Wheee, that was fun!
There's nothing like a good sell-off when you are prepared for it. Roll out of bed and drop 20 feet unexpectedly and it's terrifying but willingly climb to the top of a waterslide to plunge 50 feet and it's exhilarating. By the way, if you do drop 20 feet rolling out of bed – it may be a good idea to move your bed and if your virtual portfolio took a big hit in yesterday's very minor correction, it may be time to move some of those positions as well.
We were not just prepared for a drop, we were almost bored stiff waiting for it but, in the end, the call to cash out our bull plays into the weekend was a very solid one and now we have 150 points to go before we have to consider a re-entry at those levels. So far, we have a very minor 1.5% pullback off a 15% run since July 13th so 1.5% more to go for a 20% retrace. That will give us 9,118 on the Dow which is, amazingly right about our 5% rule off 8,650 (9,082 to be exact) so let's call that 9,100 and VERY significant. Our other 3% pullback lines are S&P 980, Nasdaq 1,950, NYSE 6,400 and Russell 550. This is the great thing about being the creator of the 5% rule – I can round off if I want to because, IT'S MY RULE.
I'm sure if Fibonacci were alive today he'd say: "38.2%, 40% – what's the difference, it's just a guideline!" Fibonacci discovered his sequences in his search for a way to blend math, art and nature. Clearly the stock market is ruled by math and human nature but too many chartists forget the art of the thing. That's why our 5% rule bends around psychological chart resistance points, the flexibility we have to take market psychology into account is what allows us to hit our targets on the nose a year in advance but it's the "art" of it that tends to bother people because it does require an intelligent person to look at a chart and decide which moves are real and which are not.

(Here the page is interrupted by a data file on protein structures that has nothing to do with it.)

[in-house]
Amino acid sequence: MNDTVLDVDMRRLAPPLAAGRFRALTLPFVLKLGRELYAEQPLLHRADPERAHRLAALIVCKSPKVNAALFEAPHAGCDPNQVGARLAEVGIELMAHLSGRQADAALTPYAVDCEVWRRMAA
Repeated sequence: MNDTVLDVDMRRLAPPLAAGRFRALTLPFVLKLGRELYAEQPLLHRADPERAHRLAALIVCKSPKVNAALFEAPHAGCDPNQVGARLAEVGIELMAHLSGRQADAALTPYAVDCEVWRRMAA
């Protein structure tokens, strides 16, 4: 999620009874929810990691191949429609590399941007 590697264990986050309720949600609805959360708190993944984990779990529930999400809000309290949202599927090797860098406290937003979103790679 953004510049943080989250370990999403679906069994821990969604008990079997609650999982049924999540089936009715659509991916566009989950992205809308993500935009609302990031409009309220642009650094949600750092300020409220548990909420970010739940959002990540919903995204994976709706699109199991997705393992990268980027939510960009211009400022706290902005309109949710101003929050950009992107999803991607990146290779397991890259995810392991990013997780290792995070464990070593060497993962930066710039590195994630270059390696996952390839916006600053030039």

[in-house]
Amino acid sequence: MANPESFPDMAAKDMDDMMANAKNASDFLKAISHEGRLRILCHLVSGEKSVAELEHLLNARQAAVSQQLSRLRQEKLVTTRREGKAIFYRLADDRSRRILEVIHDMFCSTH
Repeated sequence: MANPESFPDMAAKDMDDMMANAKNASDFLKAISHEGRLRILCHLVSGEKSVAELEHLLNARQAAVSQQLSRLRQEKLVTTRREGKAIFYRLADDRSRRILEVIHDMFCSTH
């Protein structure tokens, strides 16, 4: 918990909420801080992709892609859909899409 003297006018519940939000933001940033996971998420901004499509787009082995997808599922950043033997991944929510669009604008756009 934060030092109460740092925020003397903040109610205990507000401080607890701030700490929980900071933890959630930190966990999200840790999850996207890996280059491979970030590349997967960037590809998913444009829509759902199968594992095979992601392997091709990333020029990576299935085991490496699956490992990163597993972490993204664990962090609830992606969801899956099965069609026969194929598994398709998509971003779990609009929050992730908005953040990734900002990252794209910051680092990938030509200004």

Why did we predict the market would be 40% off the top at the end of Q2 earnings last November? It was a combination of our fundamental analysis of the real damage that had been done to the economy as BSC, LEH and others imploded and the above Fibonacci series, that paints 50% off the bottom and 38.2% off the top as significant points as well as our 5% rule, which places great significance on 20% market moves. That led us to conclude that the proper Dow trading range for Q2 would have a mid-point of 8,650 and 5% below it was (again, we round) 8,200 and 5% above was 9,100. This is roughly equal to S&P 880 to 980, Nasdaq 1,750 to 1,950, NYSE 5,700 to 6,300 and Russell 500 to 550.
As I pointed out a few weeks ago, this does not make me bullish or bearish in my outlook, only "rangeish." At the top of our range, we flip bearish until the market proves to us that our range should be expanded. We've been very demanding with our breakout zone and I've insisted we need to see 100% of our indexes over the line. When push came to shove – it was only the Russell that couldn't punch through 574, just like it was only the NYSE that couldn't break out for us in June and led us to flip bearish right at the top.
The lack of a retrace was getting downright unhealthy. As I often complain – rapid rises in the market, especially when accomplished through what we call "stick saves" create virtual air pockets in stock prices and make investing more and more dangerous as we move up. A simple example I use for members is to imagine the stock market has just 100 total shares. In March, those 100 shares were worth $1,000 and there was $1,000 sitting on the sidelines in cash. Shares are bought and sold every day but it doesn't really matter as they are never all bought or all sold. The bottom line is that perhaps 25% of the cash actually moved off the sidelines but the market has gained 50% since March. Where does that leave us? Well that means we now have 100 shares of stock "worth" $1,500 but now there is only $750 on the sidelines to buy it.
That makes it exponentially harder to move the market higher as the values grow as it takes more and more sideline capital to grow the market each day. Since low interest rates, unemployment and debt are still keeping the sideline capital from growing – the market holders face a diminishing pool of sellers. In fact, the entire expansion of "value" of the market is an illusion as it WAS possible in March to exchange 100% of the stocks for the cash on the sidelines for $1,000 (assuming everyone on the sidelines would make the trade). Now that we have USED 25% of the sideline money to inflate the apparent value of the stocks, we have a serious problem because, even if EVERY SINGLE DOLLAR of sideline capital were exchanged for stocks in a panic sale, there is only enough to pay out 50% of the market's current "value."